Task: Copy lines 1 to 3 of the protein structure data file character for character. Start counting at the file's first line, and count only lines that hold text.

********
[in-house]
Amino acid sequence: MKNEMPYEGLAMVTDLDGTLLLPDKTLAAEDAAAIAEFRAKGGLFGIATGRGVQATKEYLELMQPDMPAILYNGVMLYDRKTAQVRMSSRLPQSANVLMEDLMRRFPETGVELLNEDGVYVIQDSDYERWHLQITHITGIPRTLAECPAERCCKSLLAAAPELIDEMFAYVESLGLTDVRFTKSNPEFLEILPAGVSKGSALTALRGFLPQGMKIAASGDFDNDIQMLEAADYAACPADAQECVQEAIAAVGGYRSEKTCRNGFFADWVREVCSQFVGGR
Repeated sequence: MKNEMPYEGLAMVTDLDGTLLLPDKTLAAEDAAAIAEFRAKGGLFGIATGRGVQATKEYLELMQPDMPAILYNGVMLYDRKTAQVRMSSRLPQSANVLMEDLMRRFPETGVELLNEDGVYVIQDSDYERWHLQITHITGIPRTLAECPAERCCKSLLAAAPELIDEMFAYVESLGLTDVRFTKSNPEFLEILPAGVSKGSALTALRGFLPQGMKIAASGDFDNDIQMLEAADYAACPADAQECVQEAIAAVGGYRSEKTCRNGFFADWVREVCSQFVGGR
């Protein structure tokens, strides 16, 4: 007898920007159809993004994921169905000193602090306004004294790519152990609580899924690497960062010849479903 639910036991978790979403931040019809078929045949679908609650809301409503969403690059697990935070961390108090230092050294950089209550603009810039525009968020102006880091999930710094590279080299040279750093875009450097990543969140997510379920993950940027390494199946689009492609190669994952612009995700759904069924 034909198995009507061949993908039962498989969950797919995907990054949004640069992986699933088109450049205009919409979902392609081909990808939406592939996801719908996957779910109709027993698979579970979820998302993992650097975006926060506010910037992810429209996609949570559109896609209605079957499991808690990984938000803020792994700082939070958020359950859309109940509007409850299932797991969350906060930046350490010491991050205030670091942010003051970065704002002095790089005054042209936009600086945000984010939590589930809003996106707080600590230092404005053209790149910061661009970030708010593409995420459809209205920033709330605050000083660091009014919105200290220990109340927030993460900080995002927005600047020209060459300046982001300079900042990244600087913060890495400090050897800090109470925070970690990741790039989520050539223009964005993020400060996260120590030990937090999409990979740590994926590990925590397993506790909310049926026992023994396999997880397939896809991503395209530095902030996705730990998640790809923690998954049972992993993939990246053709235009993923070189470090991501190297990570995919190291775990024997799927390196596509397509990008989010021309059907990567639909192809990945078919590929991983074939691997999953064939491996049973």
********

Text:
[in-house]
Amino acid sequence: MKNEMPYEGLAMVTDLDGTLLLPDKTLAAEDAAAIAEFRAKGGLFGIATGRGVQATKEYLELMQPDMPAILYNGVMLYDRKTAQVRMSSRLPQSANVLMEDLMRRFPETGVELLNEDGVYVIQDSDYERWHLQITHITGIPRTLAECPAERCCKSLLAAAPELIDEMFAYVESLGLTDVRFTKSNPEFLEILPAGVSKGSALTALRGFLPQGMKIAASGDFDNDIQMLEAADYAACPADAQECVQEAIAAVGGYRSEKTCRNGFFADWVREVCSQFVGGR
Repeated sequence: MKNEMPYEGLAMVTDLDGTLLLPDKTLAAEDAAAIAEFRAKGGLFGIATGRGVQATKEYLELMQPDMPAILYNGVMLYDRKTAQVRMSSRLPQSANVLMEDLMRRFPETGVELLNEDGVYVIQDSDYERWHLQITHITGIPRTLAECPAERCCKSLLAAAPELIDEMFAYVESLGLTDVRFTKSNPEFLEILPAGVSKGSALTALRGFLPQGMKIAASGDFDNDIQMLEAADYAACPADAQECVQEAIAAVGGYRSEKTCRNGFFADWVREVCSQFVGGR